Last weekend I had the pleasure of attending a birthday party for my friend and fellow ag journalist Mike Wilson in Decatur, Ill. Although it is a long 6 and half hour drive to Decatur, it is one I enjoy as it gives me a chance to observe the Midwestern agriculture that stretches between the two states. Mostly what I saw was flooding – worse along the Wabash in Indiana than anywhere else. With the exception of some chisel plowing, very little field work had been done at that point. I did not see a field that was planted until my return trip when I noticed fresh corn planter tracks in one stretch south of I70 as I drove into Springfield, Ohio.
Wilson is the editor of Farm Futures magazine and a distinguished writer with a broad range of expertise. He is currently serving as the president of the International Federation of Agricultural Journalists, a group with members from nearly all continents. Among the guests who came to the party were Ruth and Hansrudei Langhart, longtime friends of Mike and his wife Molly.
The Langharts raise angus cattle on their farm in Switzerland. Until 13 years ago they were a typical Swiss dairy farm. They had 12 milk cows and a barn big enough for 20. However, quotas on milk production limited them from expanding any further. With no chance to increase their dairy operation, no children who were intended to come back to the farm and a decreasing interest in being tied to a milking machine 365 days a year, Hansrudei was looking for new challenge. Angus cattle were just gaining attention in Switzerland at the time. So he decided to take the plunge.
He now has 30 brood cows, 12 heifers and 1 bull. He is a member of an association of Swiss Angus breeders. “It has been a very good change,” he says.
He is also subject to the tierschutz or animal welfare requirements of the nation. “We have had these rules for at least 20 years,” Langhart says. Under the laws their barn and animals can be inspected at anytime. If the cows and stalls are not perfectly clean there can be a fine. It can run as high as $3,000. Each cow must have a stall space of at least 5 meters by 5 meters. When they are in the paddock a similar amount of space must be available to the cows.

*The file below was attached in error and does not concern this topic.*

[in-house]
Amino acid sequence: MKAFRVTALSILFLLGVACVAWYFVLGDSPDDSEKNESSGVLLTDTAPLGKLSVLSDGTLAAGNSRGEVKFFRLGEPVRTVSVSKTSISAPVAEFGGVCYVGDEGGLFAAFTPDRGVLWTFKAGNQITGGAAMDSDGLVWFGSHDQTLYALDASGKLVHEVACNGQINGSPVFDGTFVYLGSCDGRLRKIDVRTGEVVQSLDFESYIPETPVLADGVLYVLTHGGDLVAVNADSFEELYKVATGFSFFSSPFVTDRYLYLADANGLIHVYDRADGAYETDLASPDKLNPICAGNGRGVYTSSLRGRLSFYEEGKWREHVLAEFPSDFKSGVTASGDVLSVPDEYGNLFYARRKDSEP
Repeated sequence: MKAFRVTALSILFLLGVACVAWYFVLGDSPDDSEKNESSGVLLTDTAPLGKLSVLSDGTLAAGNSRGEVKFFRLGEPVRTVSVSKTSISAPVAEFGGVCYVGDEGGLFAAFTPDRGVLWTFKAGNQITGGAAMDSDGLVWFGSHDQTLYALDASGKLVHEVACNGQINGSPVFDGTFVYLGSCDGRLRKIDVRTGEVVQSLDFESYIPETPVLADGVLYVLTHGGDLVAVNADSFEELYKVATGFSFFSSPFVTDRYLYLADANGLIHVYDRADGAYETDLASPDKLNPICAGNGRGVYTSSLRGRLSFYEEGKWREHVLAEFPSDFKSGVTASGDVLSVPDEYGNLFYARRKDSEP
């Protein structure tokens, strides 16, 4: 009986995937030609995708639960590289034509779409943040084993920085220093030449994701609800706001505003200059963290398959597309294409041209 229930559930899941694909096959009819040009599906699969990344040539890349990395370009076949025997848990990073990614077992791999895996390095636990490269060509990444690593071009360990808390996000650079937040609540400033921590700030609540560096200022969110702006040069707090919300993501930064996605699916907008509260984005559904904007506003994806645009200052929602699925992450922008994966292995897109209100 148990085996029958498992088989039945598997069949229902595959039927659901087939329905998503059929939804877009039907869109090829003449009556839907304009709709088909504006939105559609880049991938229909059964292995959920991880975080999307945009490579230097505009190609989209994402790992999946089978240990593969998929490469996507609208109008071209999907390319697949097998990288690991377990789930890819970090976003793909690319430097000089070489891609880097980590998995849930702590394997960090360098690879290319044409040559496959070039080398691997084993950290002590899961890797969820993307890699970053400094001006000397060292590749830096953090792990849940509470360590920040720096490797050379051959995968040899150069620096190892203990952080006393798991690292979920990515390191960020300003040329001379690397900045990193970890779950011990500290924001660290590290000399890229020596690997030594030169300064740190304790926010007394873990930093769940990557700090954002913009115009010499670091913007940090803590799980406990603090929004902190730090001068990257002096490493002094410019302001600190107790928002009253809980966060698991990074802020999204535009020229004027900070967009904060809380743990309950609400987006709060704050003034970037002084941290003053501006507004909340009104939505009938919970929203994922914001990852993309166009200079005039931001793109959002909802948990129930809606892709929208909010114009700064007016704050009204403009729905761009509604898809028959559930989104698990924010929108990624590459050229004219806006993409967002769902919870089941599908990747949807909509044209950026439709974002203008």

Langhart cleans and beds the cows two times a day with fresh wheat straw to make sure they are clean in case the inspector comes. “We have to buy wheat straw because we don not raise enough,” he says. When the cattle are taken to slaughter they also must be spotless. He has never had a fine, but notes that every year there seems to be a story in the newspaper about a farmers whose cows did not measure up to the regulations.
In the spring summer and fall, the cows are put out to pasture where tourists can see and enjoy the sights of Swiss agriculture.
The Langharts are not sure who created the regulations, which they note seem to be changing often. “Probably someone in the government with help from veterinarians and animal rights people,” Ruth says. She notes that many in the animal rights movement in Switzerland are vegetarians, but adds that the demand for angus beef is still strong and growing. “Many farmers are looking to raise angus,” she says.
Swiss farmers have some of the highest subsidies of farmers anywhere. In part it stems from the notion that scenic beauty comes from an agrarian countryside. The Langharts are paid by the government for each cow and each of their 25 hectares. They also get a special payment for the wildflower pasture they keep near a farm pond. “The scenery is appealing to tourists,” Ruth says.
The size of American operations is the biggest difference between agriculture in the United States and in Switzerland, they say. “But our government is trying to push us to larger farms and is not offering payments to many of the very small farms anymore,” Hansrudei says. “I think it is terrible that American farmers must farm so much land to make a living,” adds Ruth. “The fields near Decatur are so huge. People everywhere do not appreciate what goes into to growing food.”